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liz zutshi

The Big Interview: Liz Zutshi

Martin Fullard chats to Liz Zutshi, recently promoted to MD at TTA, on life as an agent

Last November, TTA (The Turner Agency) elected to move, leaving Wokingham town centre behind for a funky new glass-walled complex in Bracknell. As if that change wasn’t enough, the healthcare event specialists elected to promote the long-serving Liz Zutshi to managing director. 

TTA has an impressive reputation as a trusted healthcare events provider, so being promoted to MD is no token gesture. How, then, did she get here?

How did you get into the events industry?

I studied Sport Development and Coaching Sciences at Bournemouth University, and I had grand plans of becoming a football agent. While at university I worked in AFC Bournemouth’s ticketing department, so without realising it at the time I was experiencing the events industry first hand.

I joined TTA 15 years ago in an operational capacity as a spare pair
of hands as their first placement student, and knew almost instantly
that in the corporate events world I
was here to stay.

At 20 years old, as part of my University Placement year, I identified very quickly the opportunities that the events industry gave me and played to my strengths. The prospect of travelling the world, working across a variety of cultures and languages and building relationships with a huge range of people with a solution-focused team ethic were the most exciting factors to me then and strongly believe that this still gets me out of bed in the morning.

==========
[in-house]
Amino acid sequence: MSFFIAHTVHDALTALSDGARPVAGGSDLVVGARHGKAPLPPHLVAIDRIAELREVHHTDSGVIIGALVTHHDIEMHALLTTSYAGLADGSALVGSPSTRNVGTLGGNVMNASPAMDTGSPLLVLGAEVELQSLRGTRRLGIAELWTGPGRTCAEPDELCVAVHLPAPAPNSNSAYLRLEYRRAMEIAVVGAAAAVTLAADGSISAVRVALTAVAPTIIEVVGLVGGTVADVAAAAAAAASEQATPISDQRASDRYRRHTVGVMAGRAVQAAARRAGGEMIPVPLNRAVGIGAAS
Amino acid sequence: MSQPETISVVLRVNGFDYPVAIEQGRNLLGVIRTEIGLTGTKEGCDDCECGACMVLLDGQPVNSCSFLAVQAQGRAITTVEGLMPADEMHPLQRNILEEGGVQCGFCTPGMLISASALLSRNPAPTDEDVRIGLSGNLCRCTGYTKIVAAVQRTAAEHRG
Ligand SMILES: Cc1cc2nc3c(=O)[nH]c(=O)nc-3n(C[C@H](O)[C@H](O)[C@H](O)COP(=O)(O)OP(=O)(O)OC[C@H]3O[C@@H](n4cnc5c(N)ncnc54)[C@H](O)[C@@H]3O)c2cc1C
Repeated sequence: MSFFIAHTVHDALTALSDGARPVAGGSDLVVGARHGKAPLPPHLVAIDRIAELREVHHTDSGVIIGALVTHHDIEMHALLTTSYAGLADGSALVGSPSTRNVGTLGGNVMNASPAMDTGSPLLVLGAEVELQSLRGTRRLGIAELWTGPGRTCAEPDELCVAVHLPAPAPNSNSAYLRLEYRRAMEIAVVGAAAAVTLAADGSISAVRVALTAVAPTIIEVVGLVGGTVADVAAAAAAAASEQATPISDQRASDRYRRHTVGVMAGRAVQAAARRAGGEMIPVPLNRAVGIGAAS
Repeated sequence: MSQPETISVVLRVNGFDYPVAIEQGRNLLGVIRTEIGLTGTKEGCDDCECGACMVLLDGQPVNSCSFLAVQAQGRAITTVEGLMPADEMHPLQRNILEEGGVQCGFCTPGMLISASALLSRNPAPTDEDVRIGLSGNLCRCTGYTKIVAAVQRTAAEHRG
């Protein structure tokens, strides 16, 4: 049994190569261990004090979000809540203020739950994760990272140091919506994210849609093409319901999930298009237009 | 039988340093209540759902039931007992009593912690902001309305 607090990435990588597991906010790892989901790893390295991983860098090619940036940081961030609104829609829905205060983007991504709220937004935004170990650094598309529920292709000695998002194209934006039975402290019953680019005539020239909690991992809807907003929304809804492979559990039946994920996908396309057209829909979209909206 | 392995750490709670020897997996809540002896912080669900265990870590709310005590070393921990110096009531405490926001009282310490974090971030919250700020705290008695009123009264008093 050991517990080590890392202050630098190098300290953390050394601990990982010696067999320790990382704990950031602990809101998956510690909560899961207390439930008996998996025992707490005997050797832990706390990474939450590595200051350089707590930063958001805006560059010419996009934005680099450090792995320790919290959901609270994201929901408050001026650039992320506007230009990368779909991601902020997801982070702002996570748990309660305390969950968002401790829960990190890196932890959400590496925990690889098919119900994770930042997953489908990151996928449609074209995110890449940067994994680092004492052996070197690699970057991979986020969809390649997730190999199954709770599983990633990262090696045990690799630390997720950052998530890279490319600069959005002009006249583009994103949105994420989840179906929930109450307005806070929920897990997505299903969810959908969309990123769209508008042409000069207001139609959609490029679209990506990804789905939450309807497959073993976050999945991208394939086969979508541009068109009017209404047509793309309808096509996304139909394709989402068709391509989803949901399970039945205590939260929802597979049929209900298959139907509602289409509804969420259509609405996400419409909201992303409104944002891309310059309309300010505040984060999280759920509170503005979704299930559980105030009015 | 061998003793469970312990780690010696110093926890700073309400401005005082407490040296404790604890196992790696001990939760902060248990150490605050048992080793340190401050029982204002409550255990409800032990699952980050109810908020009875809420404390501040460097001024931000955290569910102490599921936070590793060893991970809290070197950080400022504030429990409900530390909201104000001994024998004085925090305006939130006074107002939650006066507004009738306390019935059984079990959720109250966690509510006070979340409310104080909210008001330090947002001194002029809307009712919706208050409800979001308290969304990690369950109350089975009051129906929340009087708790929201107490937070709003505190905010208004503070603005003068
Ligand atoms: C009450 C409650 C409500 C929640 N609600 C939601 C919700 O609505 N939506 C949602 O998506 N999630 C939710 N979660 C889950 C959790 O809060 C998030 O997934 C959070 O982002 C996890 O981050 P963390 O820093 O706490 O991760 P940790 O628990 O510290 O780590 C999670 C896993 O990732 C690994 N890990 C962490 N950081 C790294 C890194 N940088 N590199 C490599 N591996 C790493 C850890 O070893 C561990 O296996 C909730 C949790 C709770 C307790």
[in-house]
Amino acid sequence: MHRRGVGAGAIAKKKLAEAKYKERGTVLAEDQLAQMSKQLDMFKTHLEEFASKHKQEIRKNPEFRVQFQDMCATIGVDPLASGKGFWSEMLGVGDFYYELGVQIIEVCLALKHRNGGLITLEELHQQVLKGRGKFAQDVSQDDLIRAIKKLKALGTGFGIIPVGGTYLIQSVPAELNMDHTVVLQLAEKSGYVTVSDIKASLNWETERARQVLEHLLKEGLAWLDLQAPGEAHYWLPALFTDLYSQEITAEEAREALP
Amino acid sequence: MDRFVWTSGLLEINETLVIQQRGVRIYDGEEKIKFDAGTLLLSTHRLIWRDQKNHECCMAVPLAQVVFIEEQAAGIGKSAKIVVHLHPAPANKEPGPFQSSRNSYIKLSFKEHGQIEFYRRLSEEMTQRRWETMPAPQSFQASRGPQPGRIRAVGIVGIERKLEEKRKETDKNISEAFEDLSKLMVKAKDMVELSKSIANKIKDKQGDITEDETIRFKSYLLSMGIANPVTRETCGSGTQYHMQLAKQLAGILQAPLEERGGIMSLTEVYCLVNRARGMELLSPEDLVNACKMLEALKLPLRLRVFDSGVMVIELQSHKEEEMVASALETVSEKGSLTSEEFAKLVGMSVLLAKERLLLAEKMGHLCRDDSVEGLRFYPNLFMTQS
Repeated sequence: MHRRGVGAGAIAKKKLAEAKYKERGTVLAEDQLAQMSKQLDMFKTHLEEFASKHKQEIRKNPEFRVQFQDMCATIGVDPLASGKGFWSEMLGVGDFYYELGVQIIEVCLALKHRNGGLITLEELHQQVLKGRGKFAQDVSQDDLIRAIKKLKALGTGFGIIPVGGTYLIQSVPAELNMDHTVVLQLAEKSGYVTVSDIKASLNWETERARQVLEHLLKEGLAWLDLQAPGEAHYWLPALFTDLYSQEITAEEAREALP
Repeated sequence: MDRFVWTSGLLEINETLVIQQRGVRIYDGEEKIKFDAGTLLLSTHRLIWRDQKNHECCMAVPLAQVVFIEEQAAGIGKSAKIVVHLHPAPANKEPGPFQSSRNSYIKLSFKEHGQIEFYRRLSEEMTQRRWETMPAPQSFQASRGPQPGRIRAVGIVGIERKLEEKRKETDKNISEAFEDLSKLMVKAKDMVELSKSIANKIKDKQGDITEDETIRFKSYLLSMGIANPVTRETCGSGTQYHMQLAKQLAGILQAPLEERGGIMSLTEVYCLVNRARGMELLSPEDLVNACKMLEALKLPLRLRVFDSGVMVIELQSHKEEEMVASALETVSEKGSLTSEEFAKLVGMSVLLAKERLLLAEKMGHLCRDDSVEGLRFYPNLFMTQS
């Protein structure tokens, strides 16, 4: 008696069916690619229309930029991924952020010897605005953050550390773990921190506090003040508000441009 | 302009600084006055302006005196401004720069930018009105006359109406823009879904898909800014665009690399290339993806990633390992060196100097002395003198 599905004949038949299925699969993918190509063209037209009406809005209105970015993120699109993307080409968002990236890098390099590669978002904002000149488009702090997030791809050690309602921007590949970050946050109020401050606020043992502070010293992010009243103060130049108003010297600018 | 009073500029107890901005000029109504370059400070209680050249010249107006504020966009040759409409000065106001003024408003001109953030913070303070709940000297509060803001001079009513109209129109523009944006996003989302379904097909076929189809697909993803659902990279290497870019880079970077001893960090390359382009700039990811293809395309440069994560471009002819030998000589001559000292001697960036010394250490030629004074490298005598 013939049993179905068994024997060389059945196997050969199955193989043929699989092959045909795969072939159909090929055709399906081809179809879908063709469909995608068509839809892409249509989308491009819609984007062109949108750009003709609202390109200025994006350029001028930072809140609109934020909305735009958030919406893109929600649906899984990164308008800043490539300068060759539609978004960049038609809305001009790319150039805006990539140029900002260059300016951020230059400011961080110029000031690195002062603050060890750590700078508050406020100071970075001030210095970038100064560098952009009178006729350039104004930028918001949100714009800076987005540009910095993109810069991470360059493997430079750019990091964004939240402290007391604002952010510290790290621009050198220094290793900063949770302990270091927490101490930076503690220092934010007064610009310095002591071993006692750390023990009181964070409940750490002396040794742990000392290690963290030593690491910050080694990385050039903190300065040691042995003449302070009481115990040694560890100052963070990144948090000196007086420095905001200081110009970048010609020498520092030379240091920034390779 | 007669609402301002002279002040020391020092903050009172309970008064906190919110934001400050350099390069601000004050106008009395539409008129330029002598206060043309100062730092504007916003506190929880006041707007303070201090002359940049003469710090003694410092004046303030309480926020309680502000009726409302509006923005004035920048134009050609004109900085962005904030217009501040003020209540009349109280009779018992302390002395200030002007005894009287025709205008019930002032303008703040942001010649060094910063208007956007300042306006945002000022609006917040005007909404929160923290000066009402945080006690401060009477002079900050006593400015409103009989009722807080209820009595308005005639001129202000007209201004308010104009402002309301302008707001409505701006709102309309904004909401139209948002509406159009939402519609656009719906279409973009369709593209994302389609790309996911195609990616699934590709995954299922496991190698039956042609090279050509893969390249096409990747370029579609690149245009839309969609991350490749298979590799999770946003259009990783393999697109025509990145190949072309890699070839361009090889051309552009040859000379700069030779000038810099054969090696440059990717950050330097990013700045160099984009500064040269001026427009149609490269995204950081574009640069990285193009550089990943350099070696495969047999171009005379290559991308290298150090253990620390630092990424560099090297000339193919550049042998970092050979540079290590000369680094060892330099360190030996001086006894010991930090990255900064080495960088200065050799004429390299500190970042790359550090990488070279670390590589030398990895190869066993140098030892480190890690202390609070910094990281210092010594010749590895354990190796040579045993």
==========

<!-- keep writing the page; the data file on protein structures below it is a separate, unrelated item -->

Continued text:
You’ve just been promoted to MD at TTA, what does this mean to you and how will you approach it?

Working at TTA is more than just a job to me; it has been part of my growing up and I’m thrilled to be able to lead and sustain our entrepreneurial heritage and combine it with our client-focused mentality. I’m privileged to have such a supportive and talented senior leadership team to work with as well as a brilliant wider team that all believe in my ‘anything is possible’ attitude.

I strongly believe that we are ready for growth across all aspects of our business, from the professional and personal development of our people to expansion of our service offering to continue to deliver outstanding events and experiences for our clients.

TTA specialises in medical and healthcare events, which is a specialised field: do you worry that other agencies underestimate what’s involved?

Yes, in a word. It is heavily regulated, and compliance is so important to healthcare events and external communications. We work in the best interests of our clients, always, and understanding the impact of a breach of regulations could result in a fine in the millions.

Healthcare companies will expect an agency to understand the environment they are working in and it will be quickly obvious if the agency hasn’t had experience in this arena.

When dealing with our client’s customers it is not just ‘another event’. Everything from the invites to joining instructions requires approval to ensure there are no breaches of the guidelines. On top of this we must report on the individual spend on those customers, if this is not done accurately it puts our client’s reputation in jeopardy.

In your view, how has the events industry changed, and where do you see it going?

Event technology is arguably one of the biggest changes we’ve seen. In a very short space of time technology has become an integral part of running an event. Where before we used spreadsheets and manually invited delegates, a lot of this has now become automated.